Monaco’s new police division, called the Events and Environment Preservation Division, promises to modernise the force through more foresight and greater cross-functionality between departments.
The Events and Environment Preservation Division of the Monaco Police (DEPVC) is the 10th public security division in the force. The 42-person team hopes to optimise the deployment of field forces for security purposes during local events, as well as be a more far-reaching cross-divisional entity.
In addition to the event security, they will also be in charge of “quality of life” issues for the citizens of the Principality. This broad-reaching category includes things such as investigating noise pollution complaints from vehicles, construction sites or individual homes, investigating poorly maintained bins that cause visual and olfactory pollution, and management of the impound yard to name but a few.
“It is the Sovereign’s priority that civic-mindedness in Monaco be something respected, integrated and practiced. We must ensure that these rules are applied while being a force of proposal. In this, the most visible element is the UPCV,” said Director of Public Security, Richard Marangoni to Monaco Matin. “Thanks to the DEPCV we now have the means to mount punching operations where we will hit quite hard on certain plagues, such as cars with excessive exhaust noises. Instead of reprimanding three or four in the afternoon, we will have the opportunity to target a number of them. It is a much more effective and efficient strike force, the results of which we will see in a shorter timeframe.”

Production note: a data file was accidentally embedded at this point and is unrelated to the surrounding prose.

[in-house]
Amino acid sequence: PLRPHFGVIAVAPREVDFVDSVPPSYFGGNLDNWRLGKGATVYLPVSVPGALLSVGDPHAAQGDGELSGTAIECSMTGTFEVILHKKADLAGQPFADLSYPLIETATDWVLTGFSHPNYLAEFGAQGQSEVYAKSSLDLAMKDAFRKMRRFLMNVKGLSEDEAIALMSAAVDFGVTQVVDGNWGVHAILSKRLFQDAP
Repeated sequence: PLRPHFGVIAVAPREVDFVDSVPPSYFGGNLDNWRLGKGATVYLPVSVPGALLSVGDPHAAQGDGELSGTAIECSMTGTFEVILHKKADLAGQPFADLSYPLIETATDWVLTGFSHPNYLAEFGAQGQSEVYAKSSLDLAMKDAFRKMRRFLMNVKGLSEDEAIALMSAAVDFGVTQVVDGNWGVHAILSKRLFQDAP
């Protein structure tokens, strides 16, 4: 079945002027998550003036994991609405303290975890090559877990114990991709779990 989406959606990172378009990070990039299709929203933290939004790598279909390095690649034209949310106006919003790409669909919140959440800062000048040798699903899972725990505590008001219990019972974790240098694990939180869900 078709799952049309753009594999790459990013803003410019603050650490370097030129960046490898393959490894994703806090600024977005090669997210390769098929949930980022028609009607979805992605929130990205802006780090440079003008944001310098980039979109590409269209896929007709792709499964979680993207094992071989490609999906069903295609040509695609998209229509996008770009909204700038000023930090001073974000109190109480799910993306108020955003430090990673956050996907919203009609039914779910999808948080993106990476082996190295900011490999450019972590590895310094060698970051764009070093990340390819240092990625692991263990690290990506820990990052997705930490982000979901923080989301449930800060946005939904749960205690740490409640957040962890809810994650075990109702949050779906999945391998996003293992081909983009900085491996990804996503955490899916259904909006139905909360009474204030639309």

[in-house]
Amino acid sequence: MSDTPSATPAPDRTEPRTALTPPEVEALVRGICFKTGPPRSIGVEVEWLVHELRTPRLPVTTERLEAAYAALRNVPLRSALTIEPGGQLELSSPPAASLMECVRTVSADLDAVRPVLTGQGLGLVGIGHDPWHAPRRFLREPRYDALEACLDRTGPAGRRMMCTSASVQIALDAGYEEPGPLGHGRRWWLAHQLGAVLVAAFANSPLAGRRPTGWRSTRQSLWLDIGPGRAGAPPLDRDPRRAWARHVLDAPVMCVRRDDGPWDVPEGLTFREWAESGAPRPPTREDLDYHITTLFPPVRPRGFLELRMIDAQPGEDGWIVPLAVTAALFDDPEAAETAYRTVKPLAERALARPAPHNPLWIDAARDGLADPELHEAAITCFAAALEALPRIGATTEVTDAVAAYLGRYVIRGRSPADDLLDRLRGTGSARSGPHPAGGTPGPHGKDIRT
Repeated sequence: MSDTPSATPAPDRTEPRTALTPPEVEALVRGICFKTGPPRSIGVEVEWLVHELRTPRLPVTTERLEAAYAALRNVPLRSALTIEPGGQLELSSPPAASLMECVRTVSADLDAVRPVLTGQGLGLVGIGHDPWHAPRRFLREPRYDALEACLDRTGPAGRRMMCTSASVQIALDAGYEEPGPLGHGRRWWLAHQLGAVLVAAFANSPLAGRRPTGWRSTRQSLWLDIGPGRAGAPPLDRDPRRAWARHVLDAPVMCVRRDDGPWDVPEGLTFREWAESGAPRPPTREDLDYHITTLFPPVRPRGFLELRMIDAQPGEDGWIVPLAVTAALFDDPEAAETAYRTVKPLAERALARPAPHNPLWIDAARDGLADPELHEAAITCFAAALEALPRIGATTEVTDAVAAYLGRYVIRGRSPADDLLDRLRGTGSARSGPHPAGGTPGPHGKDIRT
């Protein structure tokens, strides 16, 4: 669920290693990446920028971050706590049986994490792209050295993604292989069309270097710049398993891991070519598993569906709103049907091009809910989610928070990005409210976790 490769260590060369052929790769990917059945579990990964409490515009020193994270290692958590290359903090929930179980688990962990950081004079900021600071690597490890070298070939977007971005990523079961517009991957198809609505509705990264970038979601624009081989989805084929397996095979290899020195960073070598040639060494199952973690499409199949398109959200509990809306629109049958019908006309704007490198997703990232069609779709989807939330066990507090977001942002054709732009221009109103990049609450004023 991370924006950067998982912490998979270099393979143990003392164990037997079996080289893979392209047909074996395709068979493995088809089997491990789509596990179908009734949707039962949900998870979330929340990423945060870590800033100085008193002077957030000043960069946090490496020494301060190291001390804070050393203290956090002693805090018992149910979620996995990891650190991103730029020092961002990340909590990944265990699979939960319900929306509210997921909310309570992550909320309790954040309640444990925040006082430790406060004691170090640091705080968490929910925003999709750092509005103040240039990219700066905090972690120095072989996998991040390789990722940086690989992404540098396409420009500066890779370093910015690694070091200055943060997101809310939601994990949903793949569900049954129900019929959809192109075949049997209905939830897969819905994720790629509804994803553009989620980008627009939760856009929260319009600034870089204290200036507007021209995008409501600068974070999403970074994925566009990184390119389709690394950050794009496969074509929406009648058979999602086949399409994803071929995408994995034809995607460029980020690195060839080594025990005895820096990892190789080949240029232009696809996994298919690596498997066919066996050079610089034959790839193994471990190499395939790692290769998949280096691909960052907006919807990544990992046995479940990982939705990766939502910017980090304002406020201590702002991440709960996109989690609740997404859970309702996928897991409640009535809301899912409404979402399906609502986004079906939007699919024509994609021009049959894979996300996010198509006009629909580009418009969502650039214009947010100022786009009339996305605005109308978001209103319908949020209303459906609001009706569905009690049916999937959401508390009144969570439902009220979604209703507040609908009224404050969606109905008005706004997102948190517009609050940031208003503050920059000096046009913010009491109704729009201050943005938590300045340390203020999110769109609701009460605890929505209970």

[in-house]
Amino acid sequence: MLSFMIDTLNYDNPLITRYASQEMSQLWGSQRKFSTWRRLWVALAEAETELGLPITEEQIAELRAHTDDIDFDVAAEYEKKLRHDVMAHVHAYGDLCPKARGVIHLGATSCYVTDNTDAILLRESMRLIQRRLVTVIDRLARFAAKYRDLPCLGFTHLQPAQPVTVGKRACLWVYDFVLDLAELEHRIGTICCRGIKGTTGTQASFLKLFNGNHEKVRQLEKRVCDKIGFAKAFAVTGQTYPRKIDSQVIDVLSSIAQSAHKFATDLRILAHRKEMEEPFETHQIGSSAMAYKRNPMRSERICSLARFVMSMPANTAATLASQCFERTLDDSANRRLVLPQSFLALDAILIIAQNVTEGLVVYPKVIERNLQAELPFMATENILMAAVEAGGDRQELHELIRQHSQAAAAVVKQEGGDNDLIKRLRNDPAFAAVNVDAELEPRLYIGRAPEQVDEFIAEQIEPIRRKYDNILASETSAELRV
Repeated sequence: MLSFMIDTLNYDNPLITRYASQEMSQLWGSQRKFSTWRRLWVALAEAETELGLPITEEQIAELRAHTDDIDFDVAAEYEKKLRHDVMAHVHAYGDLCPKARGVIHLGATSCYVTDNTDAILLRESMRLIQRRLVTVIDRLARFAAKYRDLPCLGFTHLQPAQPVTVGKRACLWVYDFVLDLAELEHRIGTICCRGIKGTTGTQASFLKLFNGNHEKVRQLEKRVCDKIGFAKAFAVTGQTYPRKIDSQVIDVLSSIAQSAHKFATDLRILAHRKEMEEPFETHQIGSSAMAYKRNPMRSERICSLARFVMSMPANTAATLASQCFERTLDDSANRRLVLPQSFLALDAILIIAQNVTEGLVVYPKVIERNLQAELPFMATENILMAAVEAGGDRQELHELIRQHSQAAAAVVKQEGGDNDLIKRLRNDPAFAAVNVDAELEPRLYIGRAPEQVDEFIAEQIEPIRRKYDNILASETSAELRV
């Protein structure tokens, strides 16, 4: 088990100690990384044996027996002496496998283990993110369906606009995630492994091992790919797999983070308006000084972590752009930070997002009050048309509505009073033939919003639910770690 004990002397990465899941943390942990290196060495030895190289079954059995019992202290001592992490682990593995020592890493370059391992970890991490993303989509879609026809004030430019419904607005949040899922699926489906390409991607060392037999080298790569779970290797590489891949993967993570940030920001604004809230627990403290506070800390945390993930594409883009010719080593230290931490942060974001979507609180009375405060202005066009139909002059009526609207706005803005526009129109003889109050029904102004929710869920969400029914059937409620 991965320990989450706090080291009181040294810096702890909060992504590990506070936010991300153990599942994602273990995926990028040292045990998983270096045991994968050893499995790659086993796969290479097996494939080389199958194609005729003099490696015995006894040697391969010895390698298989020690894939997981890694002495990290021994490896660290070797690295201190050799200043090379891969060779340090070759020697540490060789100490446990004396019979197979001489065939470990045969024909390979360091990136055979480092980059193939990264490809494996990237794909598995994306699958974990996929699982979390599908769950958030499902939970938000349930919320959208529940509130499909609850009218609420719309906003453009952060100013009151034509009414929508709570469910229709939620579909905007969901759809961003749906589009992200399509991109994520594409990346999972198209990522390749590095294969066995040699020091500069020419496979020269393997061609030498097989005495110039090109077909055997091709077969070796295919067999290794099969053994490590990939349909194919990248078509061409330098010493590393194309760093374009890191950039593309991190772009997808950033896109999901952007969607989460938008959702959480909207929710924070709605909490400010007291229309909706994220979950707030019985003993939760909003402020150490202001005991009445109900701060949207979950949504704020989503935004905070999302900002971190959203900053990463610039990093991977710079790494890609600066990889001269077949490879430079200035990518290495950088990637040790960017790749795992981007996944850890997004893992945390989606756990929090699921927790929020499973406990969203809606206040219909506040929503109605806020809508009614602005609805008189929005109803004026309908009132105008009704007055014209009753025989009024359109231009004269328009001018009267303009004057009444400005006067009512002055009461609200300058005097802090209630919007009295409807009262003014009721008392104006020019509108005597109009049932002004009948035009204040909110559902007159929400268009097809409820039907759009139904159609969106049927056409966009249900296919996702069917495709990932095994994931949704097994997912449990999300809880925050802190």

This division is broken down into four categories and include the 10 officer UPCV unit, who are in charge of road traffic flow and the fight against public incivilities such as throwing cigarette butts on streets or those who park in dedicated delivery zones.
There is also the event management centre who look after things including how many additional security personnel should be brought in for high-risk sporting events, concerts or congresses.
Then there is the Secretariat of the Public Prosecutor’s Office, who collect and record reports as well as bring those who habitually don’t pay fines before the courts.
Finally, there is the legal litigation team for road, maritime or rail transport. This team is dedicated to accidents and incidents, with the primary goal to lessen them both.